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House FISA Bill’s “Stasi” Amendment Co-Author Lashes Out

Patrick G. Eddington

surveillance

House and Senate members can be notoriously thin‐​skinned when questioned about their policy and legislative choices. That was evident on April 14, when Sean Vitka, policy director for the left‐​leaning advocacy group Demand Progress, took to X (formerly known as Twitter) to ask House Permanent Select Committee on Intelligence (HPSCI) ranking member Jim Himes (D‑CA) a question.

Vitka asked whether Himes understood that an amendment he co‐​authored and which was included in the just‐​House passed Foreign Intelligence Surveillance Act (FISA) reauthorization bill granted federal electronic spies “Stasi‐​like” powers.

The reference, of course, is to the infamous East German secret police, known as the Stasi.

Vitka said he intended to keep asking Himes about it until he got an answer, to which Himes shot back:

“You do that. But life is really too short to engage with people who need to use bombastic absurdities like ‘Stasi‐​like.’ Yes, I know exactly what is in there. Some of it is classified. And none of it is remotely ‘Stasi‐​like.’ Sell your nonsense elsewhere.”

Vitka wasn’t trolling Himes. The amendment in question is radical in its scope and implications. And it wasn’t just Vitka who was raising the alarm. Over at the ZwillGenBlog on April 9, Marc Zwillinger and his law partners Steve Lane and Jacob Sommer provided an extensive and devastating legal analysis of the privacy and constitutional rights implications of Himes’s amendment (co‐​authored by HPSCI Chairman Mike Turner (R‑OH).

Zwillinger holds a Top Secret security clearance and has argued cases before the Foreign Intelligence Surveillance Court of Review (FISCR), one of the few private sector lawyers known to have done so. Lane is a former Justice Department attorney and legal advisor to the Foreign Intelligence Surveillance Court (FISC). Sommer is a privacy law expert and has also argued cases before the FISC. When it comes to surveillance law and constitutional rights, these three are legal heavy hitters.

And what did Zwillinger, Lane, and Sommer conclude about the Himes‐​Turner amendment?

After noting that the amendment excluded public accommodations, dwellings, restaurants, and community facilities, the trio said,

The new amendment would — notwithstanding these exclusions — still permit the government to compel the assistance of a wide range of additional entities and persons in conducting surveillance under FISA 702. The breadth of the new definition is obvious from the fact that the drafters felt compelled to exclude such ordinary places such as senior centers, hotels, and coffee shops. But for these specific exceptions, the scope of the new definition would cover them—and scores of businesses that did not receive a specific exemption remain within its purview. (emphasis ZwillGenBlog)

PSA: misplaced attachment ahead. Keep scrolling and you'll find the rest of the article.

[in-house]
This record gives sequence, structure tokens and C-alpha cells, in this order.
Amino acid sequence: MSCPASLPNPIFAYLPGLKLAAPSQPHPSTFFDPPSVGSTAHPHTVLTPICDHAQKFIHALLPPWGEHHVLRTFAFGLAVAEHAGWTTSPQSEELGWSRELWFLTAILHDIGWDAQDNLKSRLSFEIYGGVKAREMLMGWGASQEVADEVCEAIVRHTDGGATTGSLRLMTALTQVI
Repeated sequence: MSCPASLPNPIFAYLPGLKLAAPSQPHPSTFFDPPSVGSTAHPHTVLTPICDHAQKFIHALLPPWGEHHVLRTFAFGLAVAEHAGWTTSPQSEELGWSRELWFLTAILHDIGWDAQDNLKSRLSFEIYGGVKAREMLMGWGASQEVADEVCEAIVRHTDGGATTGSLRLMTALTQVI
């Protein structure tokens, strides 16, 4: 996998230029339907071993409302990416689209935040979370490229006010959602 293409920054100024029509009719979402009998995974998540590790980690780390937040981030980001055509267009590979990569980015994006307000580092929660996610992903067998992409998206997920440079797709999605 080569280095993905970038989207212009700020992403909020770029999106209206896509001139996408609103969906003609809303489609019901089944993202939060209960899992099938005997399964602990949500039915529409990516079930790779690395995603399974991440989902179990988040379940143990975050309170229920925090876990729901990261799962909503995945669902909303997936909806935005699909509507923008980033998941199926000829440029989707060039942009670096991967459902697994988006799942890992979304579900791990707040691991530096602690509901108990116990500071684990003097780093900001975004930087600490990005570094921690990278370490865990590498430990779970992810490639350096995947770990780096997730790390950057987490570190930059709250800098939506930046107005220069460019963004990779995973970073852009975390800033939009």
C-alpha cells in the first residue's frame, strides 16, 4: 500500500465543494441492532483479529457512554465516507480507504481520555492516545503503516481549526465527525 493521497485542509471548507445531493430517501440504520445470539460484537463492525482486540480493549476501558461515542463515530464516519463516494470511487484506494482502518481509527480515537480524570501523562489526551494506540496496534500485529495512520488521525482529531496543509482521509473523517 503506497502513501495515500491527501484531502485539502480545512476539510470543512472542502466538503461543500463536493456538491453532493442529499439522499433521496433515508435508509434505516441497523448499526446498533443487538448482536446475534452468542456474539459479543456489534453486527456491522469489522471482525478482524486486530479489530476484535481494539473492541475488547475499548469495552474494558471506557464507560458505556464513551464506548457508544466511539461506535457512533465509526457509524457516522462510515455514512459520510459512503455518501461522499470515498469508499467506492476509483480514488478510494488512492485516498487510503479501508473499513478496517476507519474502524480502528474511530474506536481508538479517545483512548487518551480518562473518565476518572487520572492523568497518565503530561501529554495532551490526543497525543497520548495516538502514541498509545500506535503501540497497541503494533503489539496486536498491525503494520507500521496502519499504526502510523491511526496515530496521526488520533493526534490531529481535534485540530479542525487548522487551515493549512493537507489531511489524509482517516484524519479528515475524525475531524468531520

Examples cited by the three includeowners and operators of facilities that house equipment used to store or carry data, such as data centers and buildings owned by commercial landlords” and “other persons with access to such facilities and equipment, including delivery personnel, cleaning contractors, and utility providers.”

If a building partly owned by former President Donald Trump also contained a data storage and/​or routing center, could that data storage/​routing center become a legitimate surveillance target if the Himes‐​Turner amendment becomes law? If foreign‐​to‐​US or US‐​to‐​foreign communications transit the facility, yes.

Financial Surveillance

If the communications of former President Trump, his employees, and perhaps even his attorneys passed through that data storage/​routing center, could they also be swept up as “incidental” communications when the actual targets were foreigners? Yes.

This is a hypothetical scenario involving former President Trump, but the same data center scenario appears to be the exact real‐​world episode that prompted Turner and Himes to offer the amendment, according to recent New York Times reporting. Thus, if the Turner‐​Himes amendment were to become law, its digital reach and lack of any kind of FISC review could put at surveillance risk the data of literally millions of Americans—including any current political office holder or candidate, as well as their staff, constituents, or donors.

During House floor debate on their amendment, Himes and Turner went to great lengths to claim that their legislative proposal was merely a “technical correction” to existing law. It’s definitely technical, but it’s not a correction. Instead, it’s a potentially radical expansion of FISA’s reach into the communications of Americans. And Himes’s fellow Democrat, Senator Ron Wyden of Oregon, definitely thinks the Himes‐​Turner amendment does exactly what Zwillinger, Lane, Sommer, Vitka, and I believe it does.

“It allows the government to force any American who installs, maintains, or repairs anything that transmits or stores communications to spy on the government’s behalf,” Wyden said in a press release. “That means anyone with access to a server, a wire, a cable box, a wifi router, or a phone. It would be secret: the Americans receiving the government directives would be bound to silence, and there would be no court oversight,” Wyden said, vowing to do everything in his power to stop the bill.

If you thought the fight over federal government spying on Americans was drawing to a close, buckle up…there’s much more to come before April ends.

Former CIA analyst and ex‐​House senior policy advisor Patrick Eddington is a senior fellow at the Cato Institute.

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